Foursquare Predictions for SXSW and Beyond

In just a few short weeks, it’ll be South by Southwest (SXSW) time. Two years ago, Foursquare (among other location-based services) was launched at the annual Austin event, and they already have big plans as can be seen from their official Twitter profile:



 

Foursquare continues to be on a roll, though, not waiting for SXSW to announce amazing new brand partnerships or features. As they close in on 7 million users, they recently announced a new badge unlock thanks to a partnership with Mario Batali. For those who say Foursquare doesn’t drive foot traffic, you only get this badge if you check into his restaurants during dinner time.

They’re promising big things at SXSW, and if I can put on my prognosticator hat on for a second, I’d like to make some guesses to what they could be planning not just for the Austin event, but for 2011 as a whole.
 
 
1. They’re building a recommendation engine.
Currently, when you open the Places tab in your Foursquare app, you’ll see a list of places you’ve been to a lot (for me, it’s the office, my apartment, the PATH train in Hoboken, etc.) or you’ll see places that are trending (usually in NY, it’s Penn Station or Grand Central). What you won’t see are places that Foursquare thinks you might like. That all is likely to change.

What makes me think so? For the last several months, Foursquare has been releasing a new “core” badge – in other words, not tied to a branded partnership – every week that is centered around a particular hobby. There’s the badge for checking into yoga places, bowling places (I think I’m one check-in away on that one), and bookstores, for instance.

It’s likely they’re adding these badges to better make assumptions about their users — what they like, how they take care of themselves healthwise, etc.

Based on that, what if Foursquare looked my own profile and saw I had the Gym Rat badge (earned for going to the gym 10 times in 30 days) and shop at Garden of Eden at least 3 times a week? They wouldn’t recommend a fast food place, right? But they would recommend some place where I could eat healthy or organic. That would be pretty powerful stuff in terms of driving foot traffic to new places.


2. They’re going to let brands build their own badges.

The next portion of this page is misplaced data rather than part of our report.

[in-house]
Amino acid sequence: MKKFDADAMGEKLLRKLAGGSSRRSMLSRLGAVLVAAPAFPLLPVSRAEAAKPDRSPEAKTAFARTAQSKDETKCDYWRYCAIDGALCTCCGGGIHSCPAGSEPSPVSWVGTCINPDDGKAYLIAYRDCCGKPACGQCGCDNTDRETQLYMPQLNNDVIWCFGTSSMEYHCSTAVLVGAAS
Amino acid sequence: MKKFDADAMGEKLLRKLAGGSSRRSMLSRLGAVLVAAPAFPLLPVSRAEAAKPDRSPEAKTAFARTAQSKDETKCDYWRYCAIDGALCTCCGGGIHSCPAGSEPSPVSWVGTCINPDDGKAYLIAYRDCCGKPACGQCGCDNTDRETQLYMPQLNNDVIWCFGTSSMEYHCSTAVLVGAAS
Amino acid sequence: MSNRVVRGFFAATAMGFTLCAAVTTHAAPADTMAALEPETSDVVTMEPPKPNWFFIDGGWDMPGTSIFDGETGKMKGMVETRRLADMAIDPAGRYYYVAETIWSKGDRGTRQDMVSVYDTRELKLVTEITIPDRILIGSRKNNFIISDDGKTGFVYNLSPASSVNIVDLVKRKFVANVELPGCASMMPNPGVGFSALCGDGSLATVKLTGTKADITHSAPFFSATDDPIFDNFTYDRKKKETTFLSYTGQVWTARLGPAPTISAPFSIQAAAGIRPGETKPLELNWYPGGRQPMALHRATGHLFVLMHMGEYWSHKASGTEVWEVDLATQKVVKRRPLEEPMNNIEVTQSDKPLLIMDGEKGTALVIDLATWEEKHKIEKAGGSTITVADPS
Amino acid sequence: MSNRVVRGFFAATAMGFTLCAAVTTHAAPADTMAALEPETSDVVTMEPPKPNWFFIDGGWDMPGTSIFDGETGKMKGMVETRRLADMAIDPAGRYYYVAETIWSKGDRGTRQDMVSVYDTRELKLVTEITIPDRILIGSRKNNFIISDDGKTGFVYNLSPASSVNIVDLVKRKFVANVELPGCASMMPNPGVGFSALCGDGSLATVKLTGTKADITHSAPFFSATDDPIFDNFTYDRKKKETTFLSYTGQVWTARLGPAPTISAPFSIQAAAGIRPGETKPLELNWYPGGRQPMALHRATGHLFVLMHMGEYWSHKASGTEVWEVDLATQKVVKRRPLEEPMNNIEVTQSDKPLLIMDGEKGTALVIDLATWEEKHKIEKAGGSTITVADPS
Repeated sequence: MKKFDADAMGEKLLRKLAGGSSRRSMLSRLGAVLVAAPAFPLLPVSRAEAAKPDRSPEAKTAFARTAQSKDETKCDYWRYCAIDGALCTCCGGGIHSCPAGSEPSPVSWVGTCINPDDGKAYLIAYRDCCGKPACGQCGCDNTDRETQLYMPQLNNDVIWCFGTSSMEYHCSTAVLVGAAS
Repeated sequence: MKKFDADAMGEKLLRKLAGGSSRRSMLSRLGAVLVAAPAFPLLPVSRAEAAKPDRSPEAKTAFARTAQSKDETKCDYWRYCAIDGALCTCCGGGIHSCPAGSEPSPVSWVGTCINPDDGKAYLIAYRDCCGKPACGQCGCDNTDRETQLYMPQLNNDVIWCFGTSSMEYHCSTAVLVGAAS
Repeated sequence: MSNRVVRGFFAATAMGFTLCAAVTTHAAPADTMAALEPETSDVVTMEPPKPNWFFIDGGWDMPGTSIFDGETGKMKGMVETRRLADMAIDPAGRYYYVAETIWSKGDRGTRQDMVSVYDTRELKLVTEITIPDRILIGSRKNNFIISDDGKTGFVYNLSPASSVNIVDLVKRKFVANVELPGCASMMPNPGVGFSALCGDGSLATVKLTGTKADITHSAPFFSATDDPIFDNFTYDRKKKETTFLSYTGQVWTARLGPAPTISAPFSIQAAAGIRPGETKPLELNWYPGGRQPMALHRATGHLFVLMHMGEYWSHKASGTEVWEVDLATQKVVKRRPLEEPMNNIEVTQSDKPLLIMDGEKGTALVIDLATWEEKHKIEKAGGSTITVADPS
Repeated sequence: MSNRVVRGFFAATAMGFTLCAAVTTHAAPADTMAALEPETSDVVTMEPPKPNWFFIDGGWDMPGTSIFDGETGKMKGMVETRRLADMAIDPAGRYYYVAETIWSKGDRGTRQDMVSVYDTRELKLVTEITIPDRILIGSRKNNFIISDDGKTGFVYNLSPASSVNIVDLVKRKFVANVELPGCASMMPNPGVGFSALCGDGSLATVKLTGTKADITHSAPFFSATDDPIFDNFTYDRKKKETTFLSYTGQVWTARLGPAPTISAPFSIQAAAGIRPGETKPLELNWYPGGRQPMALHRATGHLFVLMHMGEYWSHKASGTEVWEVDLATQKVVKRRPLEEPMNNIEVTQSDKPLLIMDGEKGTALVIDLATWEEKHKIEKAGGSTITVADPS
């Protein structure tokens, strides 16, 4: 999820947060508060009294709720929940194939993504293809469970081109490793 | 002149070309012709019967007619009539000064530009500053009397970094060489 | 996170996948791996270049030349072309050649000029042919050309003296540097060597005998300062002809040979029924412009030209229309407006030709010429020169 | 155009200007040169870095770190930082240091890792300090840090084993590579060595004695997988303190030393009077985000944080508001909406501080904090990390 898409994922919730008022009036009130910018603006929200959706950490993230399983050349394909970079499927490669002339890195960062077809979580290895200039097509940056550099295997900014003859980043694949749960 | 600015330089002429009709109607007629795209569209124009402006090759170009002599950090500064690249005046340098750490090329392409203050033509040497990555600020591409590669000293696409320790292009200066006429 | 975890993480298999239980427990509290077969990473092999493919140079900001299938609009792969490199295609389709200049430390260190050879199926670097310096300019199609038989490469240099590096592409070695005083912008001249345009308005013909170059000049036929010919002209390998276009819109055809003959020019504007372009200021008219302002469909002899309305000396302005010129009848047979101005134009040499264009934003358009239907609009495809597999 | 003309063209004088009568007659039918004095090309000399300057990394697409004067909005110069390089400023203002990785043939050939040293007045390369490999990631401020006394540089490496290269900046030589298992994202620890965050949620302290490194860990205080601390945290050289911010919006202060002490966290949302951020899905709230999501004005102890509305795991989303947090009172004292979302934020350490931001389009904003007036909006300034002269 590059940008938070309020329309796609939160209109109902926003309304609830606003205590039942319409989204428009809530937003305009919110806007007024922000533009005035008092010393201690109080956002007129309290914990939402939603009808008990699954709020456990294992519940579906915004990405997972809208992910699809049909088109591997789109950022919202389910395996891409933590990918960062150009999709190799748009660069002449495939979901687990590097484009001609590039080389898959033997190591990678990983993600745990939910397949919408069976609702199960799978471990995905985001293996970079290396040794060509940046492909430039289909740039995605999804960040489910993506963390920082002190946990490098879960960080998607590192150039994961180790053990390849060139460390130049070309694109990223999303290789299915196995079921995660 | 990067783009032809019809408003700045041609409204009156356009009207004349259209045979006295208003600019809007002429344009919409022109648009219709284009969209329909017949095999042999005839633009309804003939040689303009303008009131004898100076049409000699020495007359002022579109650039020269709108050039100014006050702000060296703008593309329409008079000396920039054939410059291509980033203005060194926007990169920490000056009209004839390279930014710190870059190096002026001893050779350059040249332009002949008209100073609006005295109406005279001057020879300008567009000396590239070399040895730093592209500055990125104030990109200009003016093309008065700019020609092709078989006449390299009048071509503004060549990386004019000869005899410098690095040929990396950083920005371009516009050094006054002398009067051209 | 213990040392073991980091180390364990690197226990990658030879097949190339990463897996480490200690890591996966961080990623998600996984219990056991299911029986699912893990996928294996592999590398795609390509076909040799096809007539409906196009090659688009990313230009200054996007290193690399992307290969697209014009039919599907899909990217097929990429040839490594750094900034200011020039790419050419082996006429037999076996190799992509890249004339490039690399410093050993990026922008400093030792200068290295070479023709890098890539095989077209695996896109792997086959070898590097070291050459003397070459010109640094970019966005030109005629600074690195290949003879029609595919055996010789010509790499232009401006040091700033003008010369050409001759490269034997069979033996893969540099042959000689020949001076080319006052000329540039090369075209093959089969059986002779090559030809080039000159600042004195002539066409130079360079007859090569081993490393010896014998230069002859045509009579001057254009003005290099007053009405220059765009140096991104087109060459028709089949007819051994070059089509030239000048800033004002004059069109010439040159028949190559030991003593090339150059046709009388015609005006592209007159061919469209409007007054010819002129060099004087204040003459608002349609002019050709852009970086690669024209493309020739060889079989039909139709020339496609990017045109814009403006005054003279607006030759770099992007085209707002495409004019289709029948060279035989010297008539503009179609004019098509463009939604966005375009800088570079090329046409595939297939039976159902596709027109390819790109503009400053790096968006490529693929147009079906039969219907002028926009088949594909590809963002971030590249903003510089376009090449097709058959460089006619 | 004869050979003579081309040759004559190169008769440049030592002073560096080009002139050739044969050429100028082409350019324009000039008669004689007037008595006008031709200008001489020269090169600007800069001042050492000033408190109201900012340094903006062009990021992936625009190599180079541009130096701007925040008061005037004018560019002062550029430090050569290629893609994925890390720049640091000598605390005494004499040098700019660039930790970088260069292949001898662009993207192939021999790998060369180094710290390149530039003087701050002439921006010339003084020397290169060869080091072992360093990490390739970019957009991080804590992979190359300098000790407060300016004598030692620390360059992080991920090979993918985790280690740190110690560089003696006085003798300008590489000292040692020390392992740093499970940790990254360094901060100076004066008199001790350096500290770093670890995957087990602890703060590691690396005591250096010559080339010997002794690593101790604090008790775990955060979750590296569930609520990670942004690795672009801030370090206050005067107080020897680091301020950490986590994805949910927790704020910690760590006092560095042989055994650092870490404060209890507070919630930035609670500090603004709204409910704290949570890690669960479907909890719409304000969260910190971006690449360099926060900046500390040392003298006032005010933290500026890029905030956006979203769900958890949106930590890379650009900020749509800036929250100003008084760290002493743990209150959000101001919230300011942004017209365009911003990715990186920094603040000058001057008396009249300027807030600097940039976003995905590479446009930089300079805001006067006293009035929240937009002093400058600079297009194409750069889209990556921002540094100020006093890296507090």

A few months ago, Foursquare unveiled a new online tool for businesses and brands where you can suggest new badges. Up until now, it was difficult for brands and corporations to get quick feedback from Foursquare on how to do a badge, what it would cost, when it could be up and running, etc.


This doesn’t completely automate the process, but it’s a step in that direction.


While I doubt Foursquare will ever let badges go to users without their approval, I can envision a scenario where brands design the badge, the rules to earning it and the unlock text (what users see when they earn it) and submit to Foursquare for approval. Pending their approval – and the check clearing – it then goes out to users much more quickly than during the original process.
 
 
3. Promoted venues will become more commonplace.
Last month, Foursquare unveiled a brand new type of partnership with the NFL when they promoted the Super Bowl with a promoted venue listing — you could check into it (even though it’s an event, not a place) and earn a badge by shouting your loyalty to either the Packers or the Steelers.

One of the reasons Foursquare initially took off was because of the deals either bars or even retailers offered to people who checked into their locations — 10% off here for everyone, free muffin for the Mayor (person who checks in the most), etc. But you had to be near those venues, or you know, actually checking into them to see those “specials.”
 
But a promoted venue is a way to draw attention to venues you’re not nearby. If I’m planning drinks with friends that night, and I notice via a promoted venue that only three stops away is a bar with free appetizers, I’m probably going to reroute the crew to that location. The NFL-Super Bowl campaign was pretty successful, so I imagine we’ll see other brands and retailers trying it out later this year.


Alan Danzis is a Senior Social Media Specialist in the Ketchum Social Media Group. The easiest place to find him is on Twitter at @adanzis where he posts his favorite Foursquare check-ins, as well as links to news and fun stories about video games, sci-fi and other nerdy things.

 

Alan has been with Ketchum for more than five years. Follow him on Twitter at @adanzis if you want rare insights about PR and social media, and tons of stuff about video games, technology and other sci-fi and nerdy things.